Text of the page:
Universities are integral to a society increasingly turning towards innovation as a source of growth. With the flexibility and resources to undertake experimental research across the arts and sciences, these institutions make discoveries that will influence the way we live, work, and interact. Interfacing with policymakers, companies, and communities facilitates the real-world application of the research performed at these institutions and fosters an environment of collaboration and exchange.
The Cornell Tech campus on Roosevelt Island defines a new moment in Cornell University’s dedication to leading innovation, partnering with Technion University to create a multi-disciplinary research hub focused on technology and entrepreneurship. Emphasizing connectivity and engagement with its local urban context, the campus represents new academic, technical and business opportunities not only to the City of New York but also to the borough of Queens and the local Roosevelt Island community.
Supporting a legacy of rigorous and visionary work in the applied engineering fields, the Bloomberg Center provides graduate level students, faculty, administrators and visitors an inspiring new facility for research and learning. The building design reflects the school’s joint goals of creativity and excellence, providing flexible academic spaces and pioneering new standards in building performance and sustainability. The key design concepts for the project are to support, augment and foster interdisciplinary communication among all building users; provide leadership in environmental and sustainability goals through a high-performance net-zero building design; complement and invigorate the Roosevelt Island community.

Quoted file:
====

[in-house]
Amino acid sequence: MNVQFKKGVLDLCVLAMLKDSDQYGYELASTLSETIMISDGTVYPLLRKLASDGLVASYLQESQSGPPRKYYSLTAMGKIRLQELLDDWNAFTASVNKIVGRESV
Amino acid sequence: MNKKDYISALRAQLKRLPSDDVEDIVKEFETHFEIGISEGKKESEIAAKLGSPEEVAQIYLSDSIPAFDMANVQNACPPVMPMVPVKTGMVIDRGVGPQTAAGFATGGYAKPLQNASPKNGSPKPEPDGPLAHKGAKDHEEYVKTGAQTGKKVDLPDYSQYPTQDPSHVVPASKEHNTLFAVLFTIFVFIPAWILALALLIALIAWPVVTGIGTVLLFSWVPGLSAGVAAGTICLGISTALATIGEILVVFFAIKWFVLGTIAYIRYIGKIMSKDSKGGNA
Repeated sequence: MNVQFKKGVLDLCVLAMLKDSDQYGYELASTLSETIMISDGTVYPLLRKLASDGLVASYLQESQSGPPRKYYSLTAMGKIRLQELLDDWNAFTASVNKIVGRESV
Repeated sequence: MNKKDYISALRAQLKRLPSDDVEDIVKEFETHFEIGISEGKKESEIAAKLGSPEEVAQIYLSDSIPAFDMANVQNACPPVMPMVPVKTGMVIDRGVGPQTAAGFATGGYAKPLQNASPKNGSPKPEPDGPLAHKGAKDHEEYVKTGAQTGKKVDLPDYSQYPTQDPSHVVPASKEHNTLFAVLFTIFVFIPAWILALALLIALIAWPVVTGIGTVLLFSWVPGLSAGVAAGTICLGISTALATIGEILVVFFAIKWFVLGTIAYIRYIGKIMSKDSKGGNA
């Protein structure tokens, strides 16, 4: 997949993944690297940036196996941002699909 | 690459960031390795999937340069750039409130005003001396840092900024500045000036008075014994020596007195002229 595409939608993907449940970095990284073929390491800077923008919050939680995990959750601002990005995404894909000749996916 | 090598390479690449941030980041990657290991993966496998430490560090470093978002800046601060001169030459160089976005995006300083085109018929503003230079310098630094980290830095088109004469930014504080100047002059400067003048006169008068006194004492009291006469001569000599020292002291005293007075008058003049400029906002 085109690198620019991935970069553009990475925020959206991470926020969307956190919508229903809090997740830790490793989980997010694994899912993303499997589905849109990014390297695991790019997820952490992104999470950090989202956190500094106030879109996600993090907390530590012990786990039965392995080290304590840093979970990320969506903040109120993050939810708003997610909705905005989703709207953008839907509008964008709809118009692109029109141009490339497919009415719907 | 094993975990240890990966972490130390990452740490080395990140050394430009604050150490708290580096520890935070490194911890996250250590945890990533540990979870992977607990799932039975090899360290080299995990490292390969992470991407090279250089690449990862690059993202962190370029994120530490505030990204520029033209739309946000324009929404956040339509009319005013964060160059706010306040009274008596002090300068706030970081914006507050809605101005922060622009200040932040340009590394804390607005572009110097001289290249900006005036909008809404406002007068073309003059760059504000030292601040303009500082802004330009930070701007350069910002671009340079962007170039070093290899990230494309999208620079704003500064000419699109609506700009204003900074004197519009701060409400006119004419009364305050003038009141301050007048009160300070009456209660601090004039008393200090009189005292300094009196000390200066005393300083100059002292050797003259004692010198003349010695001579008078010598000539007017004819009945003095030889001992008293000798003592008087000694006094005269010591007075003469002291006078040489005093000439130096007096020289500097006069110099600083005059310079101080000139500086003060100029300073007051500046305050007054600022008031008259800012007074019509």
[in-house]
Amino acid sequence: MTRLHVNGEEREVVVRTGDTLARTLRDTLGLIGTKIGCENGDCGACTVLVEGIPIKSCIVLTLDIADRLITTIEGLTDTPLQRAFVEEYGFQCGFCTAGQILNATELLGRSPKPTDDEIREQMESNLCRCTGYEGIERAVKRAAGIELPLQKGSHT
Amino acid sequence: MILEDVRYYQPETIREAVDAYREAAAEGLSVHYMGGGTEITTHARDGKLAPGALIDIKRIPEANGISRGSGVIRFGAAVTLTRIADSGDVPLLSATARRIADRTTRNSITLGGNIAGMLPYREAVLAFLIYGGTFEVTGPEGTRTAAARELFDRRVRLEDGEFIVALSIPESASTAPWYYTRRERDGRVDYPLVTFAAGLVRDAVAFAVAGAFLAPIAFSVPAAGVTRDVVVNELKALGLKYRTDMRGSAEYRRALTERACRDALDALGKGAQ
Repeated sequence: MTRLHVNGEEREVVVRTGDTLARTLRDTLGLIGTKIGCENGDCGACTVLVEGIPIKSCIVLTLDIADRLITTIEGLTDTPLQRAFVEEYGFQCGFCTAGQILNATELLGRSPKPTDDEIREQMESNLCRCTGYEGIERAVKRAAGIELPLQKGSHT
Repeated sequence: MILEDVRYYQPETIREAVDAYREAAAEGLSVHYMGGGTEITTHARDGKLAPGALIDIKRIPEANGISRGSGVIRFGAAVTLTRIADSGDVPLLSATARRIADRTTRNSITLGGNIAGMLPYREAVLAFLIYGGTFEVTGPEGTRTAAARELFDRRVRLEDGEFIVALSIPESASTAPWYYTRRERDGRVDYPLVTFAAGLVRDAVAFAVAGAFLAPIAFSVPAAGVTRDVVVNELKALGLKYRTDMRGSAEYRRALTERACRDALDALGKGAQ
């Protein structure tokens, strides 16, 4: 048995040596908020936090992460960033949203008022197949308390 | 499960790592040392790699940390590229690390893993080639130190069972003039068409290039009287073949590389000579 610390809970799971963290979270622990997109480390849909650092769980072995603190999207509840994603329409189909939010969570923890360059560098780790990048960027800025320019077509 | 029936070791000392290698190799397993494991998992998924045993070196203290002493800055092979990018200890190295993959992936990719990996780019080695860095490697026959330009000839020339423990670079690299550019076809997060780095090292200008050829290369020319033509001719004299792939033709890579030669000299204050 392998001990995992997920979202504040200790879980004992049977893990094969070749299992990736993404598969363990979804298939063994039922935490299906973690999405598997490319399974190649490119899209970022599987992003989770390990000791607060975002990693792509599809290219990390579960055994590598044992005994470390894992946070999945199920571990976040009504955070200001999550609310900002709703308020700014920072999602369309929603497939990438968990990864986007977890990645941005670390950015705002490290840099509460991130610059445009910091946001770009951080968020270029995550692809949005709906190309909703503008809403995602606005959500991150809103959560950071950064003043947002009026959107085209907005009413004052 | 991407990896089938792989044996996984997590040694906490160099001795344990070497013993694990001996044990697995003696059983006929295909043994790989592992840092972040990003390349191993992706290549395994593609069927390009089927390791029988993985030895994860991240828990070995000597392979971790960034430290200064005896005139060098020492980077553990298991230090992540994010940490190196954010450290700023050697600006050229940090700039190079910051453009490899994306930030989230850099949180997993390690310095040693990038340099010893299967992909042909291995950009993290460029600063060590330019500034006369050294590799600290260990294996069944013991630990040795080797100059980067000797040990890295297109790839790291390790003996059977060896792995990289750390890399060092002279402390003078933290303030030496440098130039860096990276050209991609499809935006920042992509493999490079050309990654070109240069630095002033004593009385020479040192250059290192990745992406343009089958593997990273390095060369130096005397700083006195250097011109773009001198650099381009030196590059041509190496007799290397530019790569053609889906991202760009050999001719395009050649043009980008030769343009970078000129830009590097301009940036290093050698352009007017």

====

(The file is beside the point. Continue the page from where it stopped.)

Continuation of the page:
Understanding research and innovation as a collective enterprise, the Bloomberg Center is a low, four-story building encouraging openness, communication, and interaction. A publicly accessible, ground floor café is located at the southern end of the building with views to the southern end of the island as well as Manhattan and Queens. The entry atrium, aligned with Manhattan’s 57th Street, connects building users with Manhattan views across the river. Visible from the campus’ Tech Plaza, a monumental stair rising from main lobby guides vertical circulation to all levels. Highlighting Cornell Tech’s river-to-river campus, the main stair looks out onto Queens through a viewing corridor framed by the Co-Location Building and the new residential tower. An open galleria extends throughout the length of the building, serving as a shared avenue for informal encounters, discussions, and collaborations. Enclaves for impromptu meetings line the main galleria, with conference rooms and multi-purpose meeting areas capping the ends. A convenience stair provides further connection to the second, third and fourth-floor research labs and collaborative meeting spaces.
Aligning with Cornell Tech’s interdisciplinary academic mission, the design merges site planning, building planning, engineering, and architecture into an integrated and performative solution. An energy canopy supporting a solar panel array maximizes the site’s energy performance while shading the roof surface of the building to support thermal regulation and reduce the load. Other sustainability measures include a geothermal well system, a rainwater collection tank for building and site use, as well as smart building technology to control building engineering systems. Striving for a net-zero and LEED Platinum rating, the Bloomberg Center sets a new benchmark for New York City building and campus design.